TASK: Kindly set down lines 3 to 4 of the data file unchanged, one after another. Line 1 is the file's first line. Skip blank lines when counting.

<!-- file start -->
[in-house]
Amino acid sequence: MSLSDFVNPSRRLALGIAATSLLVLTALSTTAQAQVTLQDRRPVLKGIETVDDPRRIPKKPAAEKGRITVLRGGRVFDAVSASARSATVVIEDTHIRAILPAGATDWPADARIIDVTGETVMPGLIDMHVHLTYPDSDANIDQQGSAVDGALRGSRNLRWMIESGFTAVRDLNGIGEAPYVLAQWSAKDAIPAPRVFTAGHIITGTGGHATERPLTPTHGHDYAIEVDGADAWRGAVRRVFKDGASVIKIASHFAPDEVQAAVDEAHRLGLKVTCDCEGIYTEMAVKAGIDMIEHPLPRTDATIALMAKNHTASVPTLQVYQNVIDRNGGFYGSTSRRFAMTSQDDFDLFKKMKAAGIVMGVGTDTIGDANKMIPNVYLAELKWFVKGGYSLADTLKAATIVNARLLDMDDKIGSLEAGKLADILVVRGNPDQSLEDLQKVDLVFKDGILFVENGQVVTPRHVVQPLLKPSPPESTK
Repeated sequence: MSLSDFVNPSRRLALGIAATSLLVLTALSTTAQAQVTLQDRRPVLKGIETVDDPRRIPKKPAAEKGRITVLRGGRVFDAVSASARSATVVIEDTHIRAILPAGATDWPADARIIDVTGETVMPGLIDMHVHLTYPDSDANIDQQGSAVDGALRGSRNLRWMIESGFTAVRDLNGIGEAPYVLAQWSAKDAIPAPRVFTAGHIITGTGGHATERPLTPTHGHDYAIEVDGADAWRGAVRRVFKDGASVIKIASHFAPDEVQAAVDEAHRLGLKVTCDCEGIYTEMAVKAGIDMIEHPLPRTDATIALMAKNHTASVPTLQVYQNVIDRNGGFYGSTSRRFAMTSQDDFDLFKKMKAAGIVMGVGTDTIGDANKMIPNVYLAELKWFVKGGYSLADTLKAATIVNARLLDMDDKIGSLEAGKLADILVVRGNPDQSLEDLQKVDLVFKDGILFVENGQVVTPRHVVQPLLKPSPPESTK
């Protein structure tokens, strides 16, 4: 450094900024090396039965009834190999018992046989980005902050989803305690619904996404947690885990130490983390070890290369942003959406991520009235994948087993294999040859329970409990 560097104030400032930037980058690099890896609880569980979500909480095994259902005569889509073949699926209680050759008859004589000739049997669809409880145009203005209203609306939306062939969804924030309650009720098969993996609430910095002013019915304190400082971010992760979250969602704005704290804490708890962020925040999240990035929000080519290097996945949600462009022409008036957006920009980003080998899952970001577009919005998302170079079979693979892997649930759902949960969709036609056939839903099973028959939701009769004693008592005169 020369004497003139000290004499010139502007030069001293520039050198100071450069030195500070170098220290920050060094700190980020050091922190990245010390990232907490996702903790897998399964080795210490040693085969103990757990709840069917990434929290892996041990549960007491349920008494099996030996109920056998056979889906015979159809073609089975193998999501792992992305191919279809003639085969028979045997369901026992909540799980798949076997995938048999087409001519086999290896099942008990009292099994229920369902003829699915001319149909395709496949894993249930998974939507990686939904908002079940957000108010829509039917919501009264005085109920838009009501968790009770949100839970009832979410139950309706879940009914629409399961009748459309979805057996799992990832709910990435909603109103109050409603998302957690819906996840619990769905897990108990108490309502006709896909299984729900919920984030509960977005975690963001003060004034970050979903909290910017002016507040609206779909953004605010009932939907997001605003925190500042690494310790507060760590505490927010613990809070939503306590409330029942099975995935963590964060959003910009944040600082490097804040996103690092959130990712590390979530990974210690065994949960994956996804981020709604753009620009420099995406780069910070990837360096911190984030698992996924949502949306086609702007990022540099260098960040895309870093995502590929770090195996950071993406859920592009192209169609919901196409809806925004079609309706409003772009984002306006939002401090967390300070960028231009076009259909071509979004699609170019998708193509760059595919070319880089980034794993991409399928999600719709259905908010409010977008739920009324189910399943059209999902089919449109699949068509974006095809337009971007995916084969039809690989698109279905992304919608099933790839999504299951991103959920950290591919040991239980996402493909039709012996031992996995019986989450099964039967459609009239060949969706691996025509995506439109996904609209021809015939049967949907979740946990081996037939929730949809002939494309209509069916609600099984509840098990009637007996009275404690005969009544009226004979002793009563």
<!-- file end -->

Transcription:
Repeated sequence: MSLSDFVNPSRRLALGIAATSLLVLTALSTTAQAQVTLQDRRPVLKGIETVDDPRRIPKKPAAEKGRITVLRGGRVFDAVSASARSATVVIEDTHIRAILPAGATDWPADARIIDVTGETVMPGLIDMHVHLTYPDSDANIDQQGSAVDGALRGSRNLRWMIESGFTAVRDLNGIGEAPYVLAQWSAKDAIPAPRVFTAGHIITGTGGHATERPLTPTHGHDYAIEVDGADAWRGAVRRVFKDGASVIKIASHFAPDEVQAAVDEAHRLGLKVTCDCEGIYTEMAVKAGIDMIEHPLPRTDATIALMAKNHTASVPTLQVYQNVIDRNGGFYGSTSRRFAMTSQDDFDLFKKMKAAGIVMGVGTDTIGDANKMIPNVYLAELKWFVKGGYSLADTLKAATIVNARLLDMDDKIGSLEAGKLADILVVRGNPDQSLEDLQKVDLVFKDGILFVENGQVVTPRHVVQPLLKPSPPESTK
């Protein structure tokens, strides 16, 4: 450094900024090396039965009834190999018992046989980005902050989803305690619904996404947690885990130490983390070890290369942003959406991520009235994948087993294999040859329970409990 560097104030400032930037980058690099890896609880569980979500909480095994259902005569889509073949699926209680050759008859004589000739049997669809409880145009203005209203609306939306062939969804924030309650009720098969993996609430910095002013019915304190400082971010992760979250969602704005704290804490708890962020925040999240990035929000080519290097996945949600462009022409008036957006920009980003080998899952970001577009919005998302170079079979693979892997649930759902949960969709036609056939839903099973028959939701009769004693008592005169 020369004497003139000290004499010139502007030069001293520039050198100071450069030195500070170098220290920050060094700190980020050091922190990245010390990232907490996702903790897998399964080795210490040693085969103990757990709840069917990434929290892996041990549960007491349920008494099996030996109920056998056979889906015979159809073609089975193998999501792992992305191919279809003639085969028979045997369901026992909540799980798949076997995938048999087409001519086999290896099942008990009292099994229920369902003829699915001319149909395709496949894993249930998974939507990686939904908002079940957000108010829509039917919501009264005085109920838009009501968790009770949100839970009832979410139950309706879940009914629409399961009748459309979805057996799992990832709910990435909603109103109050409603998302957690819906996840619990769905897990108990108490309502006709896909299984729900919920984030509960977005975690963001003060004034970050979903909290910017002016507040609206779909953004605010009932939907997001605003925190500042690494310790507060760590505490927010613990809070939503306590409330029942099975995935963590964060959003910009944040600082490097804040996103690092959130990712590390979530990974210690065994949960994956996804981020709604753009620009420099995406780069910070990837360096911190984030698992996924949502949306086609702007990022540099260098960040895309870093995502590929770090195996950071993406859920592009192209169609919901196409809806925004079609309706409003772009984002306006939002401090967390300070960028231009076009259909071509979004699609170019998708193509760059595919070319880089980034794993991409399928999600719709259905908010409010977008739920009324189910399943059209999902089919449109699949068509974006095809337009971007995916084969039809690989698109279905992304919608099933790839999504299951991103959920950290591919040991239980996402493909039709012996031992996995019986989450099964039967459609009239060949969706691996025509995506439109996904609209021809015939049967949907979740946990081996037939929730949809002939494309209509069916609600099984509840098990009637007996009275404690005969009544009226004979002793009563």